Capacity utilization at Cushing is now 77%, a large increase from a recent low of 27% in October 2014.

But it's not the first time oil in storage has surged. In fact, Cushing reached 91% of capacity back in in March 2011.

There was less storage at the time, so the total number of barrels was lower.

So what happened to oil prices back in 2011? Let's look at a chart ...

(Updated chart)

In fact, 91% storage utilization did not immediately impact prices. Oil prices went up for nearly a month after storage peaked.
Then, however, starting on May 2nd, prices started rolling down the slippery slope. In the space of a few months, they fell by a third. Ouch.

So maybe the lesson here is that oil storage isn't the main driver of prices. Maybe -- or even probably -- the U.S. dollar and speculation are more important.

By the way, look at the bottom of that oil chart, and you can see that RSI, a momentum indicator, is improving. This is why many technical analysts are calling a bottom in the price of the U.S. oil benchmark, West Texas Intermediate crude oil.

Meanwhile, there's the other factor in oil prices: The fact, that, even though the U.S. rig count has fallen for 14 weeks in a row, U.S. crude oil production keeps rising, recently hitting 9.42 million barrels per day.

(chart source)

In fact, production is still way up year over year.

You saw my previous chart on the US dollar and crude. Watch that one closely.

Finally, there's one more important thing we must take into consideration. And that's just how fast Cushing storage is filling up. And that's fast.

The EIA reports: "Cushing inventory levels in the previous two months have changed by about 2.2 million barrels (on a net basis). In previous years, the net weekly changes were more often in the range of 0.5 to 1.0 million barrels either in or out of Cushing."

So, IF storage is a part of the equation, then another big build this week would likely send oil prices lower.

But back to the point, "could oil prices rally and rally big?" Unless the U.S. dollar collapses or production starts falling/storage starts emptying, a real rally in U.S. oil prices is difficult.

New storage numbers come out tomorrow. We'll see. So, up or down? You can place your bets. Or maybe we're entering an "undulating plateau" of oil production.

Wednesday update: Crude Oil Inventories rose by 8.2 million barrels for the week, versus expectations of 5 million. That was down from the previous week's build of 9.6 million barrels, giving bulls a straw to grasp at.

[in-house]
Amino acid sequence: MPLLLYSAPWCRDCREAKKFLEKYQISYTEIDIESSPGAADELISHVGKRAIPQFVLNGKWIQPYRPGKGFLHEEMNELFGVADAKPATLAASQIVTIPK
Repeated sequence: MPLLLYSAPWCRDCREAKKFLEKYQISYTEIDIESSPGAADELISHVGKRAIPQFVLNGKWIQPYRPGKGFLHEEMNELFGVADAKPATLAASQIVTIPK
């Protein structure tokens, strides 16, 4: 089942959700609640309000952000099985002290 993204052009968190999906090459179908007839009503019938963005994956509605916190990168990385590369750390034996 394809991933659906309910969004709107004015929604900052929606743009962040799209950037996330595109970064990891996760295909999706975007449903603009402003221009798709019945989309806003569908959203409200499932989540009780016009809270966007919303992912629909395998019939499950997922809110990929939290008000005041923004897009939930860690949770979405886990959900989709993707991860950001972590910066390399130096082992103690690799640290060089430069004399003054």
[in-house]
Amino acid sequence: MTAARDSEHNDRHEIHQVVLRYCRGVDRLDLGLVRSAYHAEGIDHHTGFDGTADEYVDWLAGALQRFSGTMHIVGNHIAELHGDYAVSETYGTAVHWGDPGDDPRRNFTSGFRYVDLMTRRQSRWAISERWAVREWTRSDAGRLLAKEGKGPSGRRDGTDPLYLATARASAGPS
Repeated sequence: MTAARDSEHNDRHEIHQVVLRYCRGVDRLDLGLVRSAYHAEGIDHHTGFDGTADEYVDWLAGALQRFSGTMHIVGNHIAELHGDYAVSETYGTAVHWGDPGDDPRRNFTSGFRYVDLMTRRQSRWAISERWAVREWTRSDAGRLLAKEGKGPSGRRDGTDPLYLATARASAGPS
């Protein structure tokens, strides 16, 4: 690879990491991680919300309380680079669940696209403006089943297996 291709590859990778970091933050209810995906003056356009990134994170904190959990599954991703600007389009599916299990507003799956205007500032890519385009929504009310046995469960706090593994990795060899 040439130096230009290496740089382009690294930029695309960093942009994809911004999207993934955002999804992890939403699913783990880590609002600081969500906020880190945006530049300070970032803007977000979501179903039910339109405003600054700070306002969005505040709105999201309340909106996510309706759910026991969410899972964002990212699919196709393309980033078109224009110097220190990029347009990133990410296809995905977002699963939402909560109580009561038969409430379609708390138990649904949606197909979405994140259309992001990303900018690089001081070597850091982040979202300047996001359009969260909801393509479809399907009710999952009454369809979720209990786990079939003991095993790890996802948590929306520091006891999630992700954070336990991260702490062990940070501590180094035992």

Also, the build at Cushing was 1.9 million barrels -- below the average previous build (at least recently).

 Obviously, with Cushing near its limit, producers are looking to store elsewhere.

One more thing: When oil storage tanks are "full", they aren't full to the tippy-top. The company that builds those tanks says there's another 3% to 5% left at the top to prevent spillage. If that comes into play, that would be potentially more profit for the companies doing the storage, don't you think?

The Chart at the Heart -- Dollar, Crude & Gold

Here's what I'm watching now ...
(Updated chart)

If you're interested in natural resources, keep watching this chart.

Also notice that while the falling dollar may be supporting crude, it is REALLY supporting gold.

Wednesday, March 18, 2015

Like a Thunderbolt, the U.S. Dollar Falls!

Today's U.S. dollar action reminds me of the words of Alfred, Lord Tennyson.

He clasps the crag with crooked hands;
Close to the sun in lonely lands,
Ring'd with the azure world, he stands.

The wrinkled sea beneath him crawls;
He watches from his mountain walls,
And like a thunderbolt he falls.

(Updated chart)
Is this a one-day correction, or a taste of what's to come? What were dollar bulls thinking, anyway? They got squee-ee-ee-eezed!

Gold held up nicely in the latest dollar rally and rebounded hard today. We'll see.

Thursday, March 12, 2015

Director's Cut of "Lick the Competition"

I have a new column for Free Market Cafe/Non-Dollar Report. You can read that here: http://freemarketcafe.com/2015/03/an-alternative-investment-licks-competition-invest-rare-stamps/

It originally had a much different opening, one based on my visit to the Salvador Dali Museum here in St. Petersburg, Florida. Here is the original opening ...